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The Value of Creative

May 3, 2016

18 years ago I graduated with honors as one of 5 artists completing the highly critical BFA program at Iowa.  My focus was paint and my purpose was to capture the feeling of being feminine in our culture.  I balanced out my perspective with minors in color theory, photography, ceramics, and french.  My "work" was big, bold and abstract with my thesis show a collection of Bowl Paintings.  Ten of which were 4'x4' oil on canvas where the bowls became personified in stacks, while another 10 or so played with texture in multiple formats and mediums.  All wildly feminine with intentional imperfections.  I don't think I slept over 4 hours a night once through college as there was too much to accomplish... now!

 

But upon completion of the dedicated program, I vowed to not just "be an artist".  I would not sell out.  I would not let the influence of money change my work to match the furniture.  I would not narrow my process to produce art to sustain me.  Yet I vowed to never stop being an artist.  In my naivety, I imagined myself working a "real job" where I used my creative skills to pay the bills, and then I would retreat to my studio to be diligent in my "work" by night.  

 

So 2 weeks after graduation, with a broken arm from mountain biking,  my cat and I trekked to Cali to start that life.  It wasn't long before making money felt like prostitution as I thrived using my voice to persuade the rich that a bottle of wine was well worth the absurd price tag.  Yet this "work" did not inspire my "work" as an artist.   It left me empty and craving independence and fueled my entrepreneurial passion to change the world.  Being inside 8 hours a day, pushed me to ride my bike harder, longer, faster until in exhaustion there was no time for late night painting.  So my creative expression took on a new rhythm.  Periods of taking in the world, followed by dense sessions of shutting out the world to project it onto the canvas.  I never stopped painting, yet selling and showing were petty self-marketing tasks that drained the love of it out of me, so I knew that entrepreneurial fulfillment was not going to be as an artist.

 

It had to be creative though.  It had to be something bigger then me that could spill from heart to inspire change in others.  When I first put my finger on it, it made sense that I would become an innovator because I had a longing to solve problems.  Hour after hour pedaling my bike, I knew that the change I wanted to see in the world was more women on bikes but the limiters were enormous.  At the time, I was riding my bike 15-20 hours a week and couldn't stand to look in the mirror once I was "suited up".  Even worse was seeing a picture of me in that hideous attire.  I wasn't fat or ugly, but cycling "outfits" made me feel fat and ugly.  It didn't matter how cute the pattern was, nothing ever flattered my body.  Frumpy and lump, like a  stuffed sausage in the shrink it and pink it.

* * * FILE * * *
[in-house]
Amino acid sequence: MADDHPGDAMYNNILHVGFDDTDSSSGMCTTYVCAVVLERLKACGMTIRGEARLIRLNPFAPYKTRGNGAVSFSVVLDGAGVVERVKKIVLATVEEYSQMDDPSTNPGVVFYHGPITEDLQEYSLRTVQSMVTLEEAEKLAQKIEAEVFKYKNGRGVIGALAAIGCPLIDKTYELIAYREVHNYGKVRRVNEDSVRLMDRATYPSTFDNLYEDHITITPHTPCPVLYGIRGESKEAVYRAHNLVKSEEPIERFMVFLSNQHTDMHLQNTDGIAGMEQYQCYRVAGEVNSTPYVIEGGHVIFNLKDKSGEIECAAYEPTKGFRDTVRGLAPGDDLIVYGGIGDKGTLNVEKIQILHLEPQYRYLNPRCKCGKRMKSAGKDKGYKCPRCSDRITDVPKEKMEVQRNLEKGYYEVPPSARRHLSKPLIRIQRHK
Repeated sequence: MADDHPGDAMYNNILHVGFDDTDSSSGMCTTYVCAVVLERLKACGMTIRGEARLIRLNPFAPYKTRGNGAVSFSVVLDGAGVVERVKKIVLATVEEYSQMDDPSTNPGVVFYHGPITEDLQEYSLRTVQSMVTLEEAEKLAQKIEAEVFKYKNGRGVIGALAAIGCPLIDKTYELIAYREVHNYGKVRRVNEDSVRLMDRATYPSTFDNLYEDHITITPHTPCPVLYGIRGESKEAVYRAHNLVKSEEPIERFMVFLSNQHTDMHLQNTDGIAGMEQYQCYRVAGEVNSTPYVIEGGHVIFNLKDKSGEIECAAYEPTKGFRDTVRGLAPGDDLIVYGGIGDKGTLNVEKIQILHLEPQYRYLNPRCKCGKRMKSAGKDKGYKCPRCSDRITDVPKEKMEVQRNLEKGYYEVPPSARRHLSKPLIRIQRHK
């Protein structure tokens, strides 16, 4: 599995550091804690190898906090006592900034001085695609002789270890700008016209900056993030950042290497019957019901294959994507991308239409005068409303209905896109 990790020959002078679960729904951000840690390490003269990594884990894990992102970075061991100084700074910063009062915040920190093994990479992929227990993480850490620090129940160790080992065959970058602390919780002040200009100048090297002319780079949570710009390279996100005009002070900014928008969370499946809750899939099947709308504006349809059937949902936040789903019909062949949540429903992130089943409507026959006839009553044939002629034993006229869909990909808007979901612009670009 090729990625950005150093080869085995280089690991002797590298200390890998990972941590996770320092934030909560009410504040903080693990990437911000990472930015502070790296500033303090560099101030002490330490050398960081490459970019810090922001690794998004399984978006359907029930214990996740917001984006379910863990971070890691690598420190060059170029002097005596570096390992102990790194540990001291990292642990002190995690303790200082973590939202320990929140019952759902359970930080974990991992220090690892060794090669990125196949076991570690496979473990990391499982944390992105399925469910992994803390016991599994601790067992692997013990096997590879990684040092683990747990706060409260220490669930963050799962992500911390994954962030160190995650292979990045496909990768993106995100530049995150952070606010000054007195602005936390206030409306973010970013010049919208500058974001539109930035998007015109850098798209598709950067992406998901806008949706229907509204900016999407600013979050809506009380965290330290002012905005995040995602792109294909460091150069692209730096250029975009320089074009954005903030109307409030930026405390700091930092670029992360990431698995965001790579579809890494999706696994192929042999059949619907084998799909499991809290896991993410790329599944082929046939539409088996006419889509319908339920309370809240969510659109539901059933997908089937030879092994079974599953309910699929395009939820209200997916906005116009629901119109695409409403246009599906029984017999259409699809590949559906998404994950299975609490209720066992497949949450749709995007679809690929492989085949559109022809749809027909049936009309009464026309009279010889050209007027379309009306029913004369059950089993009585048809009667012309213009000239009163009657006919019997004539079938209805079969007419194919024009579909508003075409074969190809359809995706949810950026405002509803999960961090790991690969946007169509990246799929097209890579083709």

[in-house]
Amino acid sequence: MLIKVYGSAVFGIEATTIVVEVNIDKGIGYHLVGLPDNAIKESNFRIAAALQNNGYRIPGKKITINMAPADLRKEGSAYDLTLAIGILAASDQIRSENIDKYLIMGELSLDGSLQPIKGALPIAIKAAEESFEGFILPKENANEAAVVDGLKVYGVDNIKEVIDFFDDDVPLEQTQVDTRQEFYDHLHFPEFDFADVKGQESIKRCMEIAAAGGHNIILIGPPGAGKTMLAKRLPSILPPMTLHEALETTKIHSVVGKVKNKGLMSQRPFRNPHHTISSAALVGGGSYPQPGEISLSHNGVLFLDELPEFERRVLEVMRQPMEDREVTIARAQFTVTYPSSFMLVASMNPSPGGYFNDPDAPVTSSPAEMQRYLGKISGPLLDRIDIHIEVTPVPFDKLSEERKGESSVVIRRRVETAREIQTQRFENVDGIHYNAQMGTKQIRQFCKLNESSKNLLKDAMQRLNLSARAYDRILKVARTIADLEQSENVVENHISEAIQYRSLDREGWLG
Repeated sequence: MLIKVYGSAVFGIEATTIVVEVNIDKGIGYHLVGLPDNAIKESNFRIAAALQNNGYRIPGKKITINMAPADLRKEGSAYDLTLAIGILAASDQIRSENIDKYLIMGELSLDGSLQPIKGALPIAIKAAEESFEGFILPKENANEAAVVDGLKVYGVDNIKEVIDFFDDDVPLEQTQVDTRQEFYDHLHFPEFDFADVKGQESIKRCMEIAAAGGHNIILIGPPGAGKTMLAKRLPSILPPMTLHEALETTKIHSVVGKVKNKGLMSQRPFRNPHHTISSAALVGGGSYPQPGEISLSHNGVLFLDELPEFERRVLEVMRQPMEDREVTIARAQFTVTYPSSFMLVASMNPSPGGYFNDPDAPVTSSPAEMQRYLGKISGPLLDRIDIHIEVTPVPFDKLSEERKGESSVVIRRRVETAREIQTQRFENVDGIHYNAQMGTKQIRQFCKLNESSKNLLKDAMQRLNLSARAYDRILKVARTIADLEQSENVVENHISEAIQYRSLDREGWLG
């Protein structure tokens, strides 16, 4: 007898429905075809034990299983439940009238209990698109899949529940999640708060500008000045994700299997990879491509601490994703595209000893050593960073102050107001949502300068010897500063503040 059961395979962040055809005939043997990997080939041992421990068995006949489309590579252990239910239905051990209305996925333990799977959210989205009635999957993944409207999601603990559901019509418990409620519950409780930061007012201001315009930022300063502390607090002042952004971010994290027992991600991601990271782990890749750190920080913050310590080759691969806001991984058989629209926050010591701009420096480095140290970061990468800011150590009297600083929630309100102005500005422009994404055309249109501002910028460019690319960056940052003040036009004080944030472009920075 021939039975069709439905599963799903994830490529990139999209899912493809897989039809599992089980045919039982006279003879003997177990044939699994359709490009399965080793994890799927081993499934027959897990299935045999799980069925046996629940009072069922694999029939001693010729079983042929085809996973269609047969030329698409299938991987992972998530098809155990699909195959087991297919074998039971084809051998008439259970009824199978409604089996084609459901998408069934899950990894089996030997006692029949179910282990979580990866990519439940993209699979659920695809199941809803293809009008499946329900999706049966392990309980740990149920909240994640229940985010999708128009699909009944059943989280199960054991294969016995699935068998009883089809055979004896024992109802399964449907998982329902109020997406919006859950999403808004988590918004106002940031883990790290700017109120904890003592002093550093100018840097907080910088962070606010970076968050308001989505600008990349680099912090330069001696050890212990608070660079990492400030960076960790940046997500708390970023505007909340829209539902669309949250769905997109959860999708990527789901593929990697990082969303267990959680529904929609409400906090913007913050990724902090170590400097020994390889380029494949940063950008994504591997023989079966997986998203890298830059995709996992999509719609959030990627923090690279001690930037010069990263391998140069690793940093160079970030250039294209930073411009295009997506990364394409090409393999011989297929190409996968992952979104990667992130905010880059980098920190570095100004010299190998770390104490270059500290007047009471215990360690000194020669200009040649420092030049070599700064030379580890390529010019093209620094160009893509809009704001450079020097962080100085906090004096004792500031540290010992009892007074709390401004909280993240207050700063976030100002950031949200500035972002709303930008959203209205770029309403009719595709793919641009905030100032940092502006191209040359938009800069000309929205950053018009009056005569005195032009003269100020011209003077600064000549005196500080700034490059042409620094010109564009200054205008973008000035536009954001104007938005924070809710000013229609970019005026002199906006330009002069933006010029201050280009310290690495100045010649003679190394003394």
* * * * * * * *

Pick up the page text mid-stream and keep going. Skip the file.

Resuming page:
When I first developed the Bloomers I knew I was on to something big as they were the solution to wearing normal clothing comfortably on a bike.  I wasn't going to change the field of women overnight, but if I could inspire more women to try, they would discover the joy and the field would grow the way I came into it: "once it is no longer about IF you can then it becomes a matter of HOW FAST you can then it's time to race". 

 

Somehow I convinced myself that if I could sell wine, I could sell something that I believed in easier, but little did I know, that selling and marketing were two different animals, and while it took a lot of capital to create a superior product, marketing took twice as much.  After 3 years of pouring my heart and soul into selling the best product I could make, it was clear that what I was selling was really a lifestyle change.  I wanted women to discover the less is more of riding a bike.  I wanted women everywhere to leave their car parked in the driveway and ride their bike.  Feeling beautiful on a bike was the freedom that I promised by giving them permission to jump on any old bike, in whatever outfit they wanted to wear, and not be self-critical, self conscious, or hyper aware of what other people were thinking of them. 

 

This is where I have succeeded with My Alibi, yet it is a ripple effect that gives it power.  It's the 2000 women that each inspire 10 more women to inspire 100 more each, that brings social change.  It is 10,000 women that say they don't need my Bloomers to ride to the grocery store that push us into a social norm.  And most of all, it is the mothers that let go of her own insecurities to pedal with her kids, back and forth to school that are changing the world.  It's not me.  Hell, I'm not even profiting from it, the big brands do that with no conscious as they exploit children in China and dump toxins in the rivers and air, to boost their margins and keep the perceived cost low.  I'll stick to sustainable manufacturing and grassroots marketing because the true cost is not worth the waste.  So the next time you look at My Alibi Bloomer price tags and think differently, just know:  my first entrepreneurial gig was "The Egg Girl" and I had more profit in my savings at age 9 then I do today.  The true value of my creative expression, is in the action you take.  Is riding a bike a part of your day?  I hope so.  Inspire the bike integrated lifestyle by being the change you want to see in the world.  Pedal it forward!

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